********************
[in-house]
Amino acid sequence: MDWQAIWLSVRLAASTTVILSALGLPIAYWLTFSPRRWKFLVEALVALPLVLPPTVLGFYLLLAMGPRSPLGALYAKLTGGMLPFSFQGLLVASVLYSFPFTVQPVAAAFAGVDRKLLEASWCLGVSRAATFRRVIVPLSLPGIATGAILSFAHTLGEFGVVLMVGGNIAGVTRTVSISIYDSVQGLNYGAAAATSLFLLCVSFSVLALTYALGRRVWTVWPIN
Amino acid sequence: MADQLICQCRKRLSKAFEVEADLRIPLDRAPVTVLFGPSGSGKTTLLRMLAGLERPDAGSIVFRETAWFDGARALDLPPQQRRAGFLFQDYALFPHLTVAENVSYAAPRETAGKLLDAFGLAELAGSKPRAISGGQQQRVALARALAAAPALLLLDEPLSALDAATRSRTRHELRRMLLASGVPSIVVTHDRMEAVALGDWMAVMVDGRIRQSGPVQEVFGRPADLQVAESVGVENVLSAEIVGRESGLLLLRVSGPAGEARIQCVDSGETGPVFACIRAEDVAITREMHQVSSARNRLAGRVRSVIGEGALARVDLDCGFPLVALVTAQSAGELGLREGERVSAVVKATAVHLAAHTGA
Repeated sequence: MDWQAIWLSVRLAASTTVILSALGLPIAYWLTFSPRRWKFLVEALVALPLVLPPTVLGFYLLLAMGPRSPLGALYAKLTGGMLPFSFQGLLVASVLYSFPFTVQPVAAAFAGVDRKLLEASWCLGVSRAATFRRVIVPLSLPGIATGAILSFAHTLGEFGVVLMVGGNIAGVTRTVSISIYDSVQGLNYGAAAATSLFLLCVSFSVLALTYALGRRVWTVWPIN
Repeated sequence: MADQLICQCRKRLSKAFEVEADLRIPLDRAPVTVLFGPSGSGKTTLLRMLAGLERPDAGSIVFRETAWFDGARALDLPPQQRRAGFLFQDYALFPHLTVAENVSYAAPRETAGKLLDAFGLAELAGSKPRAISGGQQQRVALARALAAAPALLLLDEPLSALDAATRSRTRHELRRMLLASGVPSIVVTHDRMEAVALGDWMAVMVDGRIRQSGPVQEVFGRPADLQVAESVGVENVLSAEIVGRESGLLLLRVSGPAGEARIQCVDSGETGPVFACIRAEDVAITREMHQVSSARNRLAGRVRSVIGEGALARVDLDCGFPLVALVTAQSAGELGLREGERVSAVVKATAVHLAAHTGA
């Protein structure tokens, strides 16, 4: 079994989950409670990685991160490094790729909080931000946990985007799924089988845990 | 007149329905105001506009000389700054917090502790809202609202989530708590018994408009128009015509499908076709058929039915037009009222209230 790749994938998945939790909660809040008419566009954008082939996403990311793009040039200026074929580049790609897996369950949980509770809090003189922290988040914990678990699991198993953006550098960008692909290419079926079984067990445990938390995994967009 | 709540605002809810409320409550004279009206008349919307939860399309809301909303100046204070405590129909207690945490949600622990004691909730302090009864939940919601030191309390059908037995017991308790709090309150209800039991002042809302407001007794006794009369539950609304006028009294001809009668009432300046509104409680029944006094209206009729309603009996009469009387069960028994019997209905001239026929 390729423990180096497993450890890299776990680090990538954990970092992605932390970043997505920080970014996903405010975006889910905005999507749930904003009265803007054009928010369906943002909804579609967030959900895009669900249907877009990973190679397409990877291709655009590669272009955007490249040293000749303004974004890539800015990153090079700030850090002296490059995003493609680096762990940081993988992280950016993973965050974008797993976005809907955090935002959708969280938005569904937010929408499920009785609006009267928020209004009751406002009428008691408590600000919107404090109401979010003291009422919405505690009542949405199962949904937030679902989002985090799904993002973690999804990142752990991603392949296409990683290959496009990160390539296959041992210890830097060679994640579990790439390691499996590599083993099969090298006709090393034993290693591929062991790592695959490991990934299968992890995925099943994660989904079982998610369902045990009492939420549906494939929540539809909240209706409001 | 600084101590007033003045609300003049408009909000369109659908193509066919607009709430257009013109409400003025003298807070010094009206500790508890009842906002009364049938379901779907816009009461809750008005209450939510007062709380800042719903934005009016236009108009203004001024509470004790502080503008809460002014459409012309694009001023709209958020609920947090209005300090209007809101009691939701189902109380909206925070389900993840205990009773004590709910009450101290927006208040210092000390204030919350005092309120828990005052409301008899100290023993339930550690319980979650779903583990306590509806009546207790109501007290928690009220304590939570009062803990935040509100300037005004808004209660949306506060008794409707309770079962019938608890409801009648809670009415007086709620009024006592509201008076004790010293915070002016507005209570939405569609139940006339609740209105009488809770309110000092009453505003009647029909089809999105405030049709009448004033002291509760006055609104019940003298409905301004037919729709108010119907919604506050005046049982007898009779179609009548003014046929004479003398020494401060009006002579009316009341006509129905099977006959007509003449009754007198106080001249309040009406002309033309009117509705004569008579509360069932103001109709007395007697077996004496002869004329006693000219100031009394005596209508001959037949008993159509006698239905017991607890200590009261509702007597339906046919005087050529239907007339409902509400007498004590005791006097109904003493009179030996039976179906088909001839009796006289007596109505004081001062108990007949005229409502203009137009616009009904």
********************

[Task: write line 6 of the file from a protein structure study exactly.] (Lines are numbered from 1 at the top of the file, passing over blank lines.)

């Protein structure tokens, strides 16, 4: 079994989950409670990685991160490094790729909080931000946990985007799924089988845990 | 007149329905105001506009000389700054917090502790809202609202989530708590018994408009128009015509499908076709058929039915037009009222209230 790749994938998945939790909660809040008419566009954008082939996403990311793009040039200026074929580049790609897996369950949980509770809090003189922290988040914990678990699991198993953006550098960008692909290419079926079984067990445990938390995994967009 | 709540605002809810409320409550004279009206008349919307939860399309809301909303100046204070405590129909207690945490949600622990004691909730302090009864939940919601030191309390059908037995017991308790709090309150209800039991002042809302407001007794006794009369539950609304006028009294001809009668009432300046509104409680029944006094209206009729309603009996009469009387069960028994019997209905001239026929 390729423990180096497993450890890299776990680090990538954990970092992605932390970043997505920080970014996903405010975006889910905005999507749930904003009265803007054009928010369906943002909804579609967030959900895009669900249907877009990973190679397409990877291709655009590669272009955007490249040293000749303004974004890539800015990153090079700030850090002296490059995003493609680096762990940081993988992280950016993973965050974008797993976005809907955090935002959708969280938005569904937010929408499920009785609006009267928020209004009751406002009428008691408590600000919107404090109401979010003291009422919405505690009542949405199962949904937030679902989002985090799904993002973690999804990142752990991603392949296409990683290959496009990160390539296959041992210890830097060679994640579990790439390691499996590599083993099969090298006709090393034993290693591929062991790592695959490991990934299968992890995925099943994660989904079982998610369902045990009492939420549906494939929540539809909240209706409001 | 600084101590007033003045609300003049408009909000369109659908193509066919607009709430257009013109409400003025003298807070010094009206500790508890009842906002009364049938379901779907816009009461809750008005209450939510007062709380800042719903934005009016236009108009203004001024509470004790502080503008809460002014459409012309694009001023709209958020609920947090209005300090209007809101009691939701189902109380909206925070389900993840205990009773004590709910009450101290927006208040210092000390204030919350005092309120828990005052409301008899100290023993339930550690319980979650779903583990306590509806009546207790109501007290928690009220304590939570009062803990935040509100300037005004808004209660949306506060008794409707309770079962019938608890409801009648809670009415007086709620009024006592509201008076004790010293915070002016507005209570939405569609139940006339609740209105009488809770309110000092009453505003009647029909089809999105405030049709009448004033002291509760006055609104019940003298409905301004037919729709108010119907919604506050005046049982007898009779179609009548003014046929004479003398020494401060009006002579009316009341006509129905099977006959007509003449009754007198106080001249309040009406002309033309009117509705004569008579509360069932103001109709007395007697077996004496002869004329006693000219100031009394005596209508001959037949008993159509006698239905017991607890200590009261509702007597339906046919005087050529239907007339409902509400007498004590005791006097109904003493009179030996039976179906088909001839009796006289007596109505004081001062108990007949005229409502203009137009616009009904």